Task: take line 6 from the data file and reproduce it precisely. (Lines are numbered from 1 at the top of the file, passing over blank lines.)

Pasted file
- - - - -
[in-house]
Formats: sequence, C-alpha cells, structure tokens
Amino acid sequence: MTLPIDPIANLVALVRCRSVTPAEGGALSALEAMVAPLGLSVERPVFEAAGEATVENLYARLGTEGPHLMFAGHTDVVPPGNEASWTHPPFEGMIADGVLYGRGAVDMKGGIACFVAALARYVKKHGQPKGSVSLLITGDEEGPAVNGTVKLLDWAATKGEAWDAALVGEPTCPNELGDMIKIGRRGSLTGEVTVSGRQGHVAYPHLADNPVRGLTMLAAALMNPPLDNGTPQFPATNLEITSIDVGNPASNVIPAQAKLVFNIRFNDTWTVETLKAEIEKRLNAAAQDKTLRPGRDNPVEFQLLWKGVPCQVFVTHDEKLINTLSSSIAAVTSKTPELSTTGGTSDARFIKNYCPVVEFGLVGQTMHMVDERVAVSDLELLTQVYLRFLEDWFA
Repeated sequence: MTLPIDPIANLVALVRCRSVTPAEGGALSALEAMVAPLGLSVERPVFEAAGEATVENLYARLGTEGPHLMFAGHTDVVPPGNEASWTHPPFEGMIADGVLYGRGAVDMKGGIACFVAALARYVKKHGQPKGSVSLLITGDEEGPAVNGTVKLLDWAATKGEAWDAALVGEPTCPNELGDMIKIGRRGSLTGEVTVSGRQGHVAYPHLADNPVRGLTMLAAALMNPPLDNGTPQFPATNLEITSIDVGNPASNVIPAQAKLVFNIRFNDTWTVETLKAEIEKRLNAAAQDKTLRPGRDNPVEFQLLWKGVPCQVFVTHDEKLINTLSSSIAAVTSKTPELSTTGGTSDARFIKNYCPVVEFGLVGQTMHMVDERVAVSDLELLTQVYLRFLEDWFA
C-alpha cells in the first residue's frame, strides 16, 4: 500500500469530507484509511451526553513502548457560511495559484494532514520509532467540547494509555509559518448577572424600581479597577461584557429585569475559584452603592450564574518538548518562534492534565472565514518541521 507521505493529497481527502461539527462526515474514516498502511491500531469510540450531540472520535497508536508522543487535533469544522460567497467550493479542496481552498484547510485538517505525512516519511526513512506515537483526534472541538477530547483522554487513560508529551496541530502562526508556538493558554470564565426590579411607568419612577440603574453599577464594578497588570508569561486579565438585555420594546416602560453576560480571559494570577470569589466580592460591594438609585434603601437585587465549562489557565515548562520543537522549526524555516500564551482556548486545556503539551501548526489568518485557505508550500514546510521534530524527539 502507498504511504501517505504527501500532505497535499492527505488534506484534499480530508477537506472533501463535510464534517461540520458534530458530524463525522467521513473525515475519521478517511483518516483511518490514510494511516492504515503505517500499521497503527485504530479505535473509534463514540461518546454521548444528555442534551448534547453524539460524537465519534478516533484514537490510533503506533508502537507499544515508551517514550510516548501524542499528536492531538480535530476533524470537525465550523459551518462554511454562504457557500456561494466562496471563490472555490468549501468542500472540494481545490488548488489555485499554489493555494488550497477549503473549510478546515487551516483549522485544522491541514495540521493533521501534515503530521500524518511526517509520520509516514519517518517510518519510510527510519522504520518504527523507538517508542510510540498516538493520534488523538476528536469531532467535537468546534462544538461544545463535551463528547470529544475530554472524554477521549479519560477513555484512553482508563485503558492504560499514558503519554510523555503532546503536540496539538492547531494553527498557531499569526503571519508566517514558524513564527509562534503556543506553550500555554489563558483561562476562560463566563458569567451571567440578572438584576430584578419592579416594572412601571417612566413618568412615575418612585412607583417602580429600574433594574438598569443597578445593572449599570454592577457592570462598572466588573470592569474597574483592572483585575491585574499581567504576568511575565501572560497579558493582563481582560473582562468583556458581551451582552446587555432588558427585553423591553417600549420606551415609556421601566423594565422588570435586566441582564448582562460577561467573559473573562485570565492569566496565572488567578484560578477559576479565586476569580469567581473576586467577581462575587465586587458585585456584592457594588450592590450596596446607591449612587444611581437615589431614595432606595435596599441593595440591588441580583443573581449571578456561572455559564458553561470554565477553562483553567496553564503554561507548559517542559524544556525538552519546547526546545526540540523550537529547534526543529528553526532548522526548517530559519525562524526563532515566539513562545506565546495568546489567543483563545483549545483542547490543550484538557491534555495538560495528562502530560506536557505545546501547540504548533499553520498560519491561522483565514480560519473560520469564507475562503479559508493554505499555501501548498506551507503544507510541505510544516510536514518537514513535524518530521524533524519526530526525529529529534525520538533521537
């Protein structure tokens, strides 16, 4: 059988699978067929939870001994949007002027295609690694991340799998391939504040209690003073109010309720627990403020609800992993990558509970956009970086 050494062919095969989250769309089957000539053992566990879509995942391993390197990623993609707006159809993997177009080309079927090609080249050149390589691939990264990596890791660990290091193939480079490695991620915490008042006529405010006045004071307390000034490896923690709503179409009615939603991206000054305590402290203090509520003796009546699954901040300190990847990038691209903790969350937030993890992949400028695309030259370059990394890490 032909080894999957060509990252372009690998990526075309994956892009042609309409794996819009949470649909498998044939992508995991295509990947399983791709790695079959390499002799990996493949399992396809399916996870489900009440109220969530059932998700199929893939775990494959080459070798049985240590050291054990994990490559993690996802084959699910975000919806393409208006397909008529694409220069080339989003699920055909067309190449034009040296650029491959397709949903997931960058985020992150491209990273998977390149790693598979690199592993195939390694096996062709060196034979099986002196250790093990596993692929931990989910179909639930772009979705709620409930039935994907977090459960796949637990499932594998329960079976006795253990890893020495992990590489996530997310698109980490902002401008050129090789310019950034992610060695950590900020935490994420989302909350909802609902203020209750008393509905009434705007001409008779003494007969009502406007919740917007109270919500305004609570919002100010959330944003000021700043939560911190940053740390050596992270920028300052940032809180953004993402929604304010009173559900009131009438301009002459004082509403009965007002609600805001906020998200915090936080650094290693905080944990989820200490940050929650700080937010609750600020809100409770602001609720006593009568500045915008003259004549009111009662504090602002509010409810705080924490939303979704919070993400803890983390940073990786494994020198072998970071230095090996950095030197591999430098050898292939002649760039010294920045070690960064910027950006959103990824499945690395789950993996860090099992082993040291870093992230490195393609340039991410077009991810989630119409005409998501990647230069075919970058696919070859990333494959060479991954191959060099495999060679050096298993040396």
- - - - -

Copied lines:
């Protein structure tokens, strides 16, 4: 059988699978067929939870001994949007002027295609690694991340799998391939504040209690003073109010309720627990403020609800992993990558509970956009970086 050494062919095969989250769309089957000539053992566990879509995942391993390197990623993609707006159809993997177009080309079927090609080249050149390589691939990264990596890791660990290091193939480079490695991620915490008042006529405010006045004071307390000034490896923690709503179409009615939603991206000054305590402290203090509520003796009546699954901040300190990847990038691209903790969350937030993890992949400028695309030259370059990394890490 032909080894999957060509990252372009690998990526075309994956892009042609309409794996819009949470649909498998044939992508995991295509990947399983791709790695079959390499002799990996493949399992396809399916996870489900009440109220969530059932998700199929893939775990494959080459070798049985240590050291054990994990490559993690996802084959699910975000919806393409208006397909008529694409220069080339989003699920055909067309190449034009040296650029491959397709949903997931960058985020992150491209990273998977390149790693598979690199592993195939390694096996062709060196034979099986002196250790093990596993692929931990989910179909639930772009979705709620409930039935994907977090459960796949637990499932594998329960079976006795253990890893020495992990590489996530997310698109980490902002401008050129090789310019950034992610060695950590900020935490994420989302909350909802609902203020209750008393509905009434705007001409008779003494007969009502406007919740917007109270919500305004609570919002100010959330944003000021700043939560911190940053740390050596992270920028300052940032809180953004993402929604304010009173559900009131009438301009002459004082509403009965007002609600805001906020998200915090936080650094290693905080944990989820200490940050929650700080937010609750600020809100409770602001609720006593009568500045915008003259004549009111009662504090602002509010409810705080924490939303979704919070993400803890983390940073990786494994020198072998970071230095090996950095030197591999430098050898292939002649760039010294920045070690960064910027950006959103990824499945690395789950993996860090099992082993040291870093992230490195393609340039991410077009991810989630119409005409998501990647230069075919970058696919070859990333494959060479991954191959060099495999060679050096298993040396």